Smithfield considers joining Lincoln animal shelter

Smithfield considers joining Lincoln animal shelter

The town of Smithfield is considering a partnership with Lincoln Animal Control, located off Wellington Road. Lincoln is nearing the end of a one-year contract to merge animal control services with Cumberland.

LINCOLN – The town of Smithfield is inching closer to a potential agreement to merge animal shelters with Lincoln.

Smithfield Town Manager Randy Rossi will be meeting with Lincoln Town Administrator Joe Almond this week to discuss the proposal and review potential plans. The decision to merge would need to be brought back to the Smithfield Town Council for approval.

Though Rossi said neither he nor the council have decided on anything yet, he’s “very receptive” to the idea of merging animal control facilities with Lincoln.

“I think it would be a good collaboration between the communities,” he said. “In the long run, it’s going to save Smithfield a large amount of money.”

Rossi said the Smithfield Animal Control building at 3 Spragueville Road is in need of capital upgrades, and that the merger would cut back on overtime hours paid to animal control officers caring for the animals.

“There is potential long-term savings on top of capital,” Rossi said.

Lincoln’s shelter, located at 25 Wellington Road, was recently renamed the Blackstone Valley Municipal Animal Shelter. After the shelter underwent $300,000 in renovations last year, the town of Cumberland agreed to merge animal control services with Lincoln for a one-year trial term.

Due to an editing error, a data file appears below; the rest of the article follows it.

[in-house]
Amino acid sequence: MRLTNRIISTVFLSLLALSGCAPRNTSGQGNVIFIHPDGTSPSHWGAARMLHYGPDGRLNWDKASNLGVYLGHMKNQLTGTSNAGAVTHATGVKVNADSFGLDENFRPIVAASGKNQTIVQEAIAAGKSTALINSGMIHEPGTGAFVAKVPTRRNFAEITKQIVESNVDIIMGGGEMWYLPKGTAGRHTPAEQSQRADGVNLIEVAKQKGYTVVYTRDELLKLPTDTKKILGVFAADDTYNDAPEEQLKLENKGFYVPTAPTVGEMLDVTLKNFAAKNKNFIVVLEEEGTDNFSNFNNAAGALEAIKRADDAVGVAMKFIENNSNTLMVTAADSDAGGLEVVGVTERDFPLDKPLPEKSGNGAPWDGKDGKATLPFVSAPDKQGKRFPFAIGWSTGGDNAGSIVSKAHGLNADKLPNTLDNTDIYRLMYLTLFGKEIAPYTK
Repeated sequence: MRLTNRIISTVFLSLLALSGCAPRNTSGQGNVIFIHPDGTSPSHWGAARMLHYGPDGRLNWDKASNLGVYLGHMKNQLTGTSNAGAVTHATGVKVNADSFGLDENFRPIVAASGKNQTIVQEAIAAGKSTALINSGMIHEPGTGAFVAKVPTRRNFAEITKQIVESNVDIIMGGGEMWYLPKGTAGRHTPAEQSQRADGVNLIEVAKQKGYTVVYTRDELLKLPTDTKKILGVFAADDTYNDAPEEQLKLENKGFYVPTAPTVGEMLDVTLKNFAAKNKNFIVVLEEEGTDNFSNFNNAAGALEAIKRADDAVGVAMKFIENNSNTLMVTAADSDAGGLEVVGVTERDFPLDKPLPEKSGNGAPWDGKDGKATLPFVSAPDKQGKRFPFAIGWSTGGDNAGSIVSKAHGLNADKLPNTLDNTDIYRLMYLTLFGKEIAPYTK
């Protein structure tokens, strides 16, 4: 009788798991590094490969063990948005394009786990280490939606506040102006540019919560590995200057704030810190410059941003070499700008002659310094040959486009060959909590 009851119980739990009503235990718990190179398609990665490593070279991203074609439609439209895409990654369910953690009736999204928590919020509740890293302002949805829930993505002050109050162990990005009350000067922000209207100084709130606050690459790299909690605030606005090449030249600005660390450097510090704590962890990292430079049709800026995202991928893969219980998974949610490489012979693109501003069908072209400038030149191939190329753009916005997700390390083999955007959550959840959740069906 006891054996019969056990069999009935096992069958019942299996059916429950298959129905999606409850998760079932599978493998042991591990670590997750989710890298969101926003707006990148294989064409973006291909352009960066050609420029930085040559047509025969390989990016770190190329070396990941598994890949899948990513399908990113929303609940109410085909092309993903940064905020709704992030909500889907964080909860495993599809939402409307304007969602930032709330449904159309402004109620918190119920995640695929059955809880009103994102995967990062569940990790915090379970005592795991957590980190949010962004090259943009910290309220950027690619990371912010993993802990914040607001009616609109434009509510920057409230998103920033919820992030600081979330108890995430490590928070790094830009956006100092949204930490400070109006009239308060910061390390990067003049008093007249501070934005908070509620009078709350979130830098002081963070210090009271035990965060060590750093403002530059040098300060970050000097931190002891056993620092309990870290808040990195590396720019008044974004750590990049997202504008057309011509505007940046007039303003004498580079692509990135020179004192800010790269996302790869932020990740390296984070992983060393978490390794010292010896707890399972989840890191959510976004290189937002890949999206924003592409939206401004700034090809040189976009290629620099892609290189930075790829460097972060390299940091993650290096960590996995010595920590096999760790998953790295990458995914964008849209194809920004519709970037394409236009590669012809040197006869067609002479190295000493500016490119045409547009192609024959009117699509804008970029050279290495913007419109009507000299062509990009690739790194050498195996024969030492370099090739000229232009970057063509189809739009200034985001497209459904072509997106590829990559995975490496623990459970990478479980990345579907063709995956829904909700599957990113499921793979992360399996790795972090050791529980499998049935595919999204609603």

That term comes to an end next month, at which point Cumberland officials will decide whether or not to continue with the arrangement.

Under the current lease agreement, Cumberland pays $1,000 a month to share animal control services with Lincoln. Cumberland was not charged until January, as Lincoln used their former shelter off Martin Street for four months last spring during renovations.

Cumberland Mayor Jeff Mutter said, “At this point, we’re thinking of signing on for another year,” though officials have not formally shared their intentions with Lincoln.

The town’s Martin Street facility “needs a little bit of work,” Mutter said, so returning animal control services to Cumberland without addressing the needs of that building is not an option. Mutter said it’s in the town’s best interest to fix that building sooner rather than later, so that the town or another entity can use it.

“I don’t want to see that building fall into such disrepair that we can’t do anything with it,” he said.

Mutter said he would be open to re-establishing Cumberland’s shelter, but that remaining in Lincoln is the town’s “best option at this point.”

“I wouldn’t be opposed to us returning to that space if that made sense and was in the best interest of the people,” Mutter said. “I’m not so sure that it’s a monumental task to get that facility up and running, but we’re in the process of finding out.”

In the meantime, Mutter said he expects to begin discussions with Almond soon to hammer out a plan for next year.